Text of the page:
• About Farm School

    "There are obviously two educations. One should teach us how to make a living and the other how to live."
    James Adams, from his essay "To 'Be' or to 'Do': A Note on American Education", 1929

    We're a Canadian family of five, farming, home schooling, and building our own house. I'm nowhere near as regular a blogger as I used to be.

    The kids are 18/Grade 12, 16/Grade 11, and 14/Grade 10.

    Contact me at becky(dot)farmschool(at)gmail(dot)com

  • Notable Quotables

    "If you want a golden rule that will fit everybody, this is it: Have nothing in your houses that you do not know to be useful, or believe to be beautiful."
    William Morris, from his lecture "The Beauty of Life"

    "‘Never look at an ugly thing twice. It is fatally easy to get accustomed to corrupting influences."
    English architect CFA Voysey (1857-1941)

    "The world of books is the most remarkable creation of man. Nothing else that he builds ever lasts. Monuments fall, nations perish, civilizations grow old and die out; and, after an era of darkness, new races build others. But in the world of books are volumes that have seen this happen again and again, and yet live on, still young, still as fresh as the day they were written, still telling men’s hearts of the hearts of men centuries dead."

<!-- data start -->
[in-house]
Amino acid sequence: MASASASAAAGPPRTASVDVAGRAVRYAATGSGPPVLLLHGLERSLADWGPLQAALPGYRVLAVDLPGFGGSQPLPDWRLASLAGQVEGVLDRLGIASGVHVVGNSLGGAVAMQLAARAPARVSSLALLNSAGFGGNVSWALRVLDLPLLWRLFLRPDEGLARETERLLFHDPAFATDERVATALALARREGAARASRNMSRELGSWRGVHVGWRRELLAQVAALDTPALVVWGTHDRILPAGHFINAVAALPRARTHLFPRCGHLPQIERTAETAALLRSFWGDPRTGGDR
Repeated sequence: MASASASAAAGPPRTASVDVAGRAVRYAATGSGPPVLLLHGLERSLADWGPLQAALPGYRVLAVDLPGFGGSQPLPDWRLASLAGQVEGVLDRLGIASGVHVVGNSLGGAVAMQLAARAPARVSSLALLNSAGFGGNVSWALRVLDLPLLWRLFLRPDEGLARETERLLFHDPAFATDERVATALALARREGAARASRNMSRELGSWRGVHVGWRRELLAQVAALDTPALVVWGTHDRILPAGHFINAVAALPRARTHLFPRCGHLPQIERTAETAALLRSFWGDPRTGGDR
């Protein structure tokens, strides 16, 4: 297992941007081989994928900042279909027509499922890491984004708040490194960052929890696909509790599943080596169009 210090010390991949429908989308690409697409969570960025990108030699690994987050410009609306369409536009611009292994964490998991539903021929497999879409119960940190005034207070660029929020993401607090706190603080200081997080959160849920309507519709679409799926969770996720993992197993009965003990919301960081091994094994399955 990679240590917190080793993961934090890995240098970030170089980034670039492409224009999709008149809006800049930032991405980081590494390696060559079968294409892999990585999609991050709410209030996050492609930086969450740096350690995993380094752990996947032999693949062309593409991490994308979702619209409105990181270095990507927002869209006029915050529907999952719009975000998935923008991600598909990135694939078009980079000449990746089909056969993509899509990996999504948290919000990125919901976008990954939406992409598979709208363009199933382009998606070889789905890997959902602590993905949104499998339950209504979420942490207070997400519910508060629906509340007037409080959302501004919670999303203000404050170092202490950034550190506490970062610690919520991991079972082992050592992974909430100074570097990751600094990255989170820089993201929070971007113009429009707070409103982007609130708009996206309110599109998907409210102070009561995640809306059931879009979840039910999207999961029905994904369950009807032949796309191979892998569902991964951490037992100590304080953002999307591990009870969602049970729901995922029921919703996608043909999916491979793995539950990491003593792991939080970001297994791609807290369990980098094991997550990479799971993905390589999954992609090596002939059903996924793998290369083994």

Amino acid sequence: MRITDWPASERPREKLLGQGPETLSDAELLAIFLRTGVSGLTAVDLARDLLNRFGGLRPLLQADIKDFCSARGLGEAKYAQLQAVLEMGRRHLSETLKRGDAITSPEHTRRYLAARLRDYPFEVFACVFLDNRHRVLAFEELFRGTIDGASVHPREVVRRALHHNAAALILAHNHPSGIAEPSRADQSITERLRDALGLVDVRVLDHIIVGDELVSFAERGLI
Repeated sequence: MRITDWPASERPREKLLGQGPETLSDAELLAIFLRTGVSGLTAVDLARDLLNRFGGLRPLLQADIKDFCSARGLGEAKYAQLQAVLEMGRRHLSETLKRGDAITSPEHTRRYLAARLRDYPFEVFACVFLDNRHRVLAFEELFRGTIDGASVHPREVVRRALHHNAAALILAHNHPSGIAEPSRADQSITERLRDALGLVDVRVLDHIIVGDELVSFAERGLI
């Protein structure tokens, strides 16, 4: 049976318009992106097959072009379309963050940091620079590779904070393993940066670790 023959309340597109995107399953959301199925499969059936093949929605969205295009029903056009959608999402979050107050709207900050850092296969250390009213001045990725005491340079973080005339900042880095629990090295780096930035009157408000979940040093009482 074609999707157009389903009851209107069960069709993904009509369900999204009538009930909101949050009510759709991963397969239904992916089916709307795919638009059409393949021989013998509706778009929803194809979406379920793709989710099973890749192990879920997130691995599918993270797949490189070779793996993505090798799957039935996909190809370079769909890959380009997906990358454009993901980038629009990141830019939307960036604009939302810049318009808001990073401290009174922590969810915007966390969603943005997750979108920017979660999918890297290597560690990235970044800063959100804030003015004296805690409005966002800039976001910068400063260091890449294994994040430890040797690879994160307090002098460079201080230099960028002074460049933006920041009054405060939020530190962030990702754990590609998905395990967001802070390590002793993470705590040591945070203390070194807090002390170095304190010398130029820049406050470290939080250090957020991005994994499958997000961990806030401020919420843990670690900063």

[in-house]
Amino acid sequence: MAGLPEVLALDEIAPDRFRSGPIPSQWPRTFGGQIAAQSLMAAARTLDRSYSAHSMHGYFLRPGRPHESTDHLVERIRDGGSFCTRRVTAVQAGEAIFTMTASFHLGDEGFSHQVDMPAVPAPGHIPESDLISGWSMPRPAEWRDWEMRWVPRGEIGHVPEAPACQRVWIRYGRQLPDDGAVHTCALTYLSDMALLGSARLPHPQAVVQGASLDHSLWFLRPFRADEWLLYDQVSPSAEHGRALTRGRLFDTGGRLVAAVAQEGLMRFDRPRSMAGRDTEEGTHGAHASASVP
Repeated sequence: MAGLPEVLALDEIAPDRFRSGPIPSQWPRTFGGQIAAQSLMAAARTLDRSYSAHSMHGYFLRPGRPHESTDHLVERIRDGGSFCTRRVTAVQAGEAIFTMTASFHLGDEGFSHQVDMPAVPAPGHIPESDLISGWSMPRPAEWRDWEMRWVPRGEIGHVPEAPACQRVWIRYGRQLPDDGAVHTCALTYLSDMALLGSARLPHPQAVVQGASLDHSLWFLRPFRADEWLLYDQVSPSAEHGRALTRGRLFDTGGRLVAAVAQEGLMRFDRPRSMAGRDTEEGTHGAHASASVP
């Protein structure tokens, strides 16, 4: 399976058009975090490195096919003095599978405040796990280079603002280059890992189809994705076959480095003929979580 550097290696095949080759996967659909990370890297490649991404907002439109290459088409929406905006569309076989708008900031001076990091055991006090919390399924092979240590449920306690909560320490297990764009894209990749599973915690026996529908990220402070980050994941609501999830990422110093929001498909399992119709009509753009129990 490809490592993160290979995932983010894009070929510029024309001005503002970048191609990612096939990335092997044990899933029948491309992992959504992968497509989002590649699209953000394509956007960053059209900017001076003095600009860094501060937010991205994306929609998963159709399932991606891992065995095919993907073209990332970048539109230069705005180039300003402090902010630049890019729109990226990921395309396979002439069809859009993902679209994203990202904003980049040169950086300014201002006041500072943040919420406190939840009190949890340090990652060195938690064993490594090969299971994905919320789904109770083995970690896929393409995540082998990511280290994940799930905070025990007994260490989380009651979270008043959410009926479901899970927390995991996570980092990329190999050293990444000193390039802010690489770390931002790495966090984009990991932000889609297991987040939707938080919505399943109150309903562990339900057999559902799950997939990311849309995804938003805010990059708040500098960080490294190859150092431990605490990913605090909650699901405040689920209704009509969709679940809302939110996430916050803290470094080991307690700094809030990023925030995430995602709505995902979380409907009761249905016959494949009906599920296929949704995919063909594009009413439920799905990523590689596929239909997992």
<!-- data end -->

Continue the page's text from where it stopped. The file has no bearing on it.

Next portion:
Clarence Day

    "Anyone who has a library and a garden wants for nothing."

    "Histories make men wise; poets, witty; the mathematics, subtile; natural philosophy, deep; moral, grave; logic and rhetoric, able to contend."
    Sir Francis Bacon, "Essays"

    "The chief aim of education is to show you, after you make a livelihood, how to enjoy living; and you can live longest and best and most rewardingly by attaining and preserving the happiness of learning."
    Gilbert Highet, "The Immortal Profession: The Joys of Teaching and Learning"

    "Good judgment comes from experience. Experience comes from bad judgment."
    Walter Wriston

    "I'd like to give you a piece of my mind."
    "Oh, I couldn't take the last piece."
    Ginger Rogers to Frances Mercer in "Vivacious Lady" (1938)

    "No race can prosper till it learns that there is as much dignity in tilling a field as in writing a poem."
    Booker T. Washington

    "Please accept my resignation. I don’t care to belong to any club that will have me as a member."
    Attributed to Groucho Marx in "The Groucho Letters" by Arthur Sheekman

    "If you can't say something good about someone, sit right here by me."
    Alice Roosevelt Longworth

    "If we bring a little joy into your humdrum lives, we feel all our hard work ain't been in vain for nothin'."
    Jean Hagen as "Lina Lamont" in "Singin' in the Rain" (1952)
  • Categories

  • Archives

  • ChasDarwinHasAPosse
  • Farm School: A Twitter-Free Zone

  • Copyright © 2005-2016 Please do not use any of my words or my personal photographs without my express permission.
  • Advertisements

Early Spring snaps

The only thing green things in my garden (where the snow has melted) — nice young stinkweed. And oh what a healthy crop already. It figures it would be a weed!

The farm team (so called because they’re in their coveralls and tractor dealership gimme caps):

Sadly (ha!), the box of ice skates has been consigned to the storage building until November 2008. I hope.

Daniel with one of the new arrivals — the golden boy with the golden calf. I can’t remember what time of day I took this, but it’s all natural light with no help from me, the camera, or iPhoto afterward,

Davy decided to get in on the fun,

Sleeping in the sun,